- The Washington Times - Monday, December 26, 2005

Defenses against ballistic missiles are in place in Alaska and California, and missile interceptors soon will be on Aegis ships in the Sea of Japan and the North Pacific. They will protect the Western United States and U.S. bases and allies in the Pacific. But what about the East Coast, especially al Qaeda’s prime targets, Washington and New York? A missile defense base in Europe is planned to meet that need, but the budget is tight.

In 1993, the first attack on the World Trade Center killed six people. Eight years later, Muslim terrorists struck again and killed nearly 3,000. That attack also hit the national capital area, where one plane crashed into the Pentagon and the other, which crashed in Pennsylvania, reportedly was aiming for the White House.

Al Qaeda clearly considers New York and Washington prime targets and would like to strike them again with even greater death and destruction. One way to do so would be with a ballistic missile armed with a nuclear weapon. Yet, missile defense of the Eastern U.S. has been a relatively low priority.

The Missile Defense Agency (MDA) properly is concentrating on getting the most urgent missile defenses in place first. Those now are being deployed to protect against the hostile regime in North Korea. They also will help prevent China from using its nuclear missiles to pressure this country and its Asian allies to allow the intimidation of Taiwan.

But defenses in Alaska cannot effectively protect the Eastern United States against missiles from the Middle East. It is true terrorists do not have ballistic missiles, but prior to September 11 they did not have airliners to fly into buildings. There are hundreds of aging ballistic missiles and thousands of nuclear warheads in Russia, and it is not certain all can be kept out of the hands of terrorists. The Muslim fanatics who strike frequently within Russia are allies of al Qaeda.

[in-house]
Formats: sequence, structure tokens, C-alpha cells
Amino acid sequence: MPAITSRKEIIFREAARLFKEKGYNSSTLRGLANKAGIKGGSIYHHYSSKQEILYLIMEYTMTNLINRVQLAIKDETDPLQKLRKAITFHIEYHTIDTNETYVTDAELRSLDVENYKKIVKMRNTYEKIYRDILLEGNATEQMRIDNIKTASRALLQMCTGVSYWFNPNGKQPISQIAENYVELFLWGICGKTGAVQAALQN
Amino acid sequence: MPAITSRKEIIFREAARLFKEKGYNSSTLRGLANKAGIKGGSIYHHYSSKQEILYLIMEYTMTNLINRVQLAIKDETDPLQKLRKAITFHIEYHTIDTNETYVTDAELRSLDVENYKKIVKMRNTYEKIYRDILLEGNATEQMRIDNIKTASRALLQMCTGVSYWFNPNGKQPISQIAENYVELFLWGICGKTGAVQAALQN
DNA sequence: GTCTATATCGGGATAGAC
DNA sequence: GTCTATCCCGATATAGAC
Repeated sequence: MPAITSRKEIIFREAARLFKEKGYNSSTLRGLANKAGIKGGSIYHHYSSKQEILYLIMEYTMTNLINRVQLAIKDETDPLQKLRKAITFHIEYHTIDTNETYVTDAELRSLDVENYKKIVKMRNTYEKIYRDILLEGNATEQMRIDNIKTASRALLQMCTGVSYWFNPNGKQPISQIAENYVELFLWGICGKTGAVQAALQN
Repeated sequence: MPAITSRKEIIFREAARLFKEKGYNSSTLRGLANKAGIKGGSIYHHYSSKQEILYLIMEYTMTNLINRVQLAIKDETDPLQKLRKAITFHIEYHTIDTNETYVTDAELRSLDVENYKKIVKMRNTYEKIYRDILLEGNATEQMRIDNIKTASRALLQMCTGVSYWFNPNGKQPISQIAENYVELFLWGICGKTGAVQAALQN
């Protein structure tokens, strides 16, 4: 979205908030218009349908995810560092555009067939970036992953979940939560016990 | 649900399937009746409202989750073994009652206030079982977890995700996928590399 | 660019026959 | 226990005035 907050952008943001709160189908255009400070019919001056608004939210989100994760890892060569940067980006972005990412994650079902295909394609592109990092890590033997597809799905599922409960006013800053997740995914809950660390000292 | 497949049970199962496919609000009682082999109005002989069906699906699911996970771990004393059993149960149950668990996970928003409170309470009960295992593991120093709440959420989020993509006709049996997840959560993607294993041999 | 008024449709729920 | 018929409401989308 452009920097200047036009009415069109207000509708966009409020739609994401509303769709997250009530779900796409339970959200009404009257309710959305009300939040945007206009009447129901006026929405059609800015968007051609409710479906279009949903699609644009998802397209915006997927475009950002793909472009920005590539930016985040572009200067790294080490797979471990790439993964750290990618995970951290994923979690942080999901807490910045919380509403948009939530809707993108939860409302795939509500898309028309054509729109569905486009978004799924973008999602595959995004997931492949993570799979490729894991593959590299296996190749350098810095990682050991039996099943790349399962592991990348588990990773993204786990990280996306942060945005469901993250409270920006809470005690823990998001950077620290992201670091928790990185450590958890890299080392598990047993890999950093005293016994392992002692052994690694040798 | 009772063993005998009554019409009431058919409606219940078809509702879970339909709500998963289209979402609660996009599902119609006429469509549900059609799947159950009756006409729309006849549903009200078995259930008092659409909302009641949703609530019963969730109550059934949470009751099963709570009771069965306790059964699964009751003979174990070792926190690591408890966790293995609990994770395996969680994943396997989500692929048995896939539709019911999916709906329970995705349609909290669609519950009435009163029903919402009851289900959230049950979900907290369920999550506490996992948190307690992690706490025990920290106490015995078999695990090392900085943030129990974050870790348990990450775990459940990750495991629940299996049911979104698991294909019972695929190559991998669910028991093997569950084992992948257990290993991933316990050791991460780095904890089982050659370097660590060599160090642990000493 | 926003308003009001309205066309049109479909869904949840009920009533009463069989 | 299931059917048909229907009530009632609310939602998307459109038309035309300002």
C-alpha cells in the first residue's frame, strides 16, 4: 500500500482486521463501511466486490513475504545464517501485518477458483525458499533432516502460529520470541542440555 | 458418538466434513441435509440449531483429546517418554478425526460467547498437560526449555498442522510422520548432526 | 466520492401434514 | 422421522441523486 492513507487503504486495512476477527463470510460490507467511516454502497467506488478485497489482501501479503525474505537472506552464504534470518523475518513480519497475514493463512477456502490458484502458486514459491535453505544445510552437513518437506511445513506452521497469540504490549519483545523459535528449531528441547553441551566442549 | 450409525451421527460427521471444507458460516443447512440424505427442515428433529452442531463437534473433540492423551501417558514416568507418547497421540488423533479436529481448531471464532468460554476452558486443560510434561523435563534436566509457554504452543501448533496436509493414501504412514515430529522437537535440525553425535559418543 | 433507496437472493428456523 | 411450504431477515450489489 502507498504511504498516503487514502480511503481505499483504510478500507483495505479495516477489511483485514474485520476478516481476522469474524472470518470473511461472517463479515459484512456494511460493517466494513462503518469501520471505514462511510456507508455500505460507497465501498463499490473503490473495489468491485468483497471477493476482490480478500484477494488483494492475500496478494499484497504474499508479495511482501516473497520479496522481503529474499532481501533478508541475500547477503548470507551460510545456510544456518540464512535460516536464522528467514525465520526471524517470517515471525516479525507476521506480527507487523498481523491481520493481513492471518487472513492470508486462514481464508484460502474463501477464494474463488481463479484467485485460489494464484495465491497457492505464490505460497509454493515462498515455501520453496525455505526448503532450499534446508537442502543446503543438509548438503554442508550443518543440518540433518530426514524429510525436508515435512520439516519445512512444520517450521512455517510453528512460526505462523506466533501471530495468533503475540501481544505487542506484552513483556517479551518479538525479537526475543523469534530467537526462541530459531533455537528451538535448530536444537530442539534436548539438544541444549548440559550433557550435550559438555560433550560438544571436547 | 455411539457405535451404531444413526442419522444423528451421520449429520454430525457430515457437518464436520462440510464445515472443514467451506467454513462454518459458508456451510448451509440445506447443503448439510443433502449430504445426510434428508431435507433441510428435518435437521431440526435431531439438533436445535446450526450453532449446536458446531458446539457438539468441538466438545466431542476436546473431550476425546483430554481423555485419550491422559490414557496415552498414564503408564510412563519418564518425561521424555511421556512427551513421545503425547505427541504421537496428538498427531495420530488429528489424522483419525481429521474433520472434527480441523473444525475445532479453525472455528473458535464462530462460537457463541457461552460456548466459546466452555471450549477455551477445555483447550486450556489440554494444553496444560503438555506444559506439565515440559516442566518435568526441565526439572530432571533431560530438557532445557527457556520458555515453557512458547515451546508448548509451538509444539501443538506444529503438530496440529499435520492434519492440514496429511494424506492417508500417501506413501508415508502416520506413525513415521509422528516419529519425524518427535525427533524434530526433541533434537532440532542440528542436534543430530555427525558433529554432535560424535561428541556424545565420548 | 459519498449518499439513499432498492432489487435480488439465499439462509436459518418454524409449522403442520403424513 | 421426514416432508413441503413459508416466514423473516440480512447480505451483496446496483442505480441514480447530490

Then there is Iran, which appears determined to produce both long-range missiles and nuclear warheads. Iran is believed by various observers to be anywhere from a few months to a few years from having a nuclear bomb, and the Tehran government persists in fighting U.S. and European efforts to prevent it.

Using Nodong missile technology from North Korea, Iran is producing ballistic missiles, including the medium-range Shahab-3 that threatens Israel. Last May, Iran tested the Shahab-3 with a solid-fuel rocket engine, which also is likely to be used as the second stage for a longer-range missile Iran is developing that could deliver a nuclear weapon to most of Europe. Add a third stage, as North Korea did with its Taepodong-2, and it could reach the United States.

MDA plans to defend against a missile from the Middle East by building a third ground-based site, like those in Alaska and California, in Europe. Prime locations to defend both Europe and the Eastern U.S. would be in Poland, the Czech Republic, Hungary or Romania. A missile defense site there would be well located to defend against a long-range missile heading for North America and a medium-range missile targeting Europe.

It would be a political and military plus to put the third site in Poland, which has a newly elected pro-American, conservative government. Long a friend of this country, Poland is emerging as an important member of the New Europe. A site there would strengthen our military alliance with Poland and move toward the goal of a global missile defense.

Moscow treats Poland as though it were still part of its lost empire. Paranoid Russian generals complain about possible missile defenses in Poland, claiming they would be aimed at Russia. But a base in Poland would be strictly defensive and its only threat to Russia would be to stop an unauthorized or accidental missile launch. Besides, Russia’s Defense Minister Sergei Ivanov has just confirmed a contract to sell more than $700 million worth of sophisticated air defense missiles to Iran, leaving Moscow no right to object to missile defenses in Poland.

MDA Director Lt. Gen. Henry Obering has said he wants to “move out” and build a site in Europe. The goal is 2008, but the MDA budget is inadequate to meet that timetable. White House budget officials working on the 2007 defense budget should provide enough money to get the third site built in 2008, before President Bush leaves office. That will assure a missile defense for the East Coast.

James T. Hackett is a contributing writer to The Washington Times based in San Diego.



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